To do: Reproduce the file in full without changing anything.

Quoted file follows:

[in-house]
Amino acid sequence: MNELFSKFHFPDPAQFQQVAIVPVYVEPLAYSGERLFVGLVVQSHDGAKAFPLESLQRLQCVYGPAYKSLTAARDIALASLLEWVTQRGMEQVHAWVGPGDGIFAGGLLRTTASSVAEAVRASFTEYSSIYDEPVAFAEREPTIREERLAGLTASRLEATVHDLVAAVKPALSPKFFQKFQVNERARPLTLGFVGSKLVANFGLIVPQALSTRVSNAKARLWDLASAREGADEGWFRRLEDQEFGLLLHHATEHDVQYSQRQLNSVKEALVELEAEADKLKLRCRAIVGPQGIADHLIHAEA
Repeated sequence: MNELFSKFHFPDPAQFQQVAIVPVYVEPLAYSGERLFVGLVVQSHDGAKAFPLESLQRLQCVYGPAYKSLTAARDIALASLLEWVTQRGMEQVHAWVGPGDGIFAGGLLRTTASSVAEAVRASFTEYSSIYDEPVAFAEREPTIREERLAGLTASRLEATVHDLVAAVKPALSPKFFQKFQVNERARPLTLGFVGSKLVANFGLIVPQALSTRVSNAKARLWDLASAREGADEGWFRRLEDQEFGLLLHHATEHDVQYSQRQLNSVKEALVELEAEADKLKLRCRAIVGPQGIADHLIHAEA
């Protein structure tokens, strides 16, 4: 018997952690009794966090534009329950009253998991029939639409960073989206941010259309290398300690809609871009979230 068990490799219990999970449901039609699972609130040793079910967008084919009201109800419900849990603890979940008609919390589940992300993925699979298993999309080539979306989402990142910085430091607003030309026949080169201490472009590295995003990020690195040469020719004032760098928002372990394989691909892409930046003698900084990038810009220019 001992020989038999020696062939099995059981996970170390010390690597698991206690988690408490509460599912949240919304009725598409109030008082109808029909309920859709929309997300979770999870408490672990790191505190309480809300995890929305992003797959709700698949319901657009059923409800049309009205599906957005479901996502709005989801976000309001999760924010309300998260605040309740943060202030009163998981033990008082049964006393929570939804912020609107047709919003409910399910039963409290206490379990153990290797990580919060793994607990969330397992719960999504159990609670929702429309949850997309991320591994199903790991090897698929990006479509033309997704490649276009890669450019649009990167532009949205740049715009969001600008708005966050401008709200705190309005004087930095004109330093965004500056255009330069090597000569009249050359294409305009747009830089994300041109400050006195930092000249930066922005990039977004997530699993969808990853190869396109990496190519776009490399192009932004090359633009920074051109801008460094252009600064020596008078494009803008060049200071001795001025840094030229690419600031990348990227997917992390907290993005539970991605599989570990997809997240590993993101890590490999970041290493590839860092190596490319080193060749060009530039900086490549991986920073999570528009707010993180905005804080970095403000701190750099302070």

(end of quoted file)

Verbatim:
[in-house]
Amino acid sequence: MNELFSKFHFPDPAQFQQVAIVPVYVEPLAYSGERLFVGLVVQSHDGAKAFPLESLQRLQCVYGPAYKSLTAARDIALASLLEWVTQRGMEQVHAWVGPGDGIFAGGLLRTTASSVAEAVRASFTEYSSIYDEPVAFAEREPTIREERLAGLTASRLEATVHDLVAAVKPALSPKFFQKFQVNERARPLTLGFVGSKLVANFGLIVPQALSTRVSNAKARLWDLASAREGADEGWFRRLEDQEFGLLLHHATEHDVQYSQRQLNSVKEALVELEAEADKLKLRCRAIVGPQGIADHLIHAEA
Repeated sequence: MNELFSKFHFPDPAQFQQVAIVPVYVEPLAYSGERLFVGLVVQSHDGAKAFPLESLQRLQCVYGPAYKSLTAARDIALASLLEWVTQRGMEQVHAWVGPGDGIFAGGLLRTTASSVAEAVRASFTEYSSIYDEPVAFAEREPTIREERLAGLTASRLEATVHDLVAAVKPALSPKFFQKFQVNERARPLTLGFVGSKLVANFGLIVPQALSTRVSNAKARLWDLASAREGADEGWFRRLEDQEFGLLLHHATEHDVQYSQRQLNSVKEALVELEAEADKLKLRCRAIVGPQGIADHLIHAEA
């Protein structure tokens, strides 16, 4: 018997952690009794966090534009329950009253998991029939639409960073989206941010259309290398300690809609871009979230 068990490799219990999970449901039609699972609130040793079910967008084919009201109800419900849990603890979940008609919390589940992300993925699979298993999309080539979306989402990142910085430091607003030309026949080169201490472009590295995003990020690195040469020719004032760098928002372990394989691909892409930046003698900084990038810009220019 001992020989038999020696062939099995059981996970170390010390690597698991206690988690408490509460599912949240919304009725598409109030008082109808029909309920859709929309997300979770999870408490672990790191505190309480809300995890929305992003797959709700698949319901657009059923409800049309009205599906957005479901996502709005989801976000309001999760924010309300998260605040309740943060202030009163998981033990008082049964006393929570939804912020609107047709919003409910399910039963409290206490379990153990290797990580919060793994607990969330397992719960999504159990609670929702429309949850997309991320591994199903790991090897698929990006479509033309997704490649276009890669450019649009990167532009949205740049715009969001600008708005966050401008709200705190309005004087930095004109330093965004500056255009330069090597000569009249050359294409305009747009830089994300041109400050006195930092000249930066922005990039977004997530699993969808990853190869396109990496190519776009490399192009932004090359633009920074051109801008460094252009600064020596008078494009803008060049200071001795001025840094030229690419600031990348990227997917992390907290993005539970991605599989570990997809997240590993993101890590490999970041290493590839860092190596490319080193060749060009530039900086490549991986920073999570528009707010993180905005804080970095403000701190750099302070």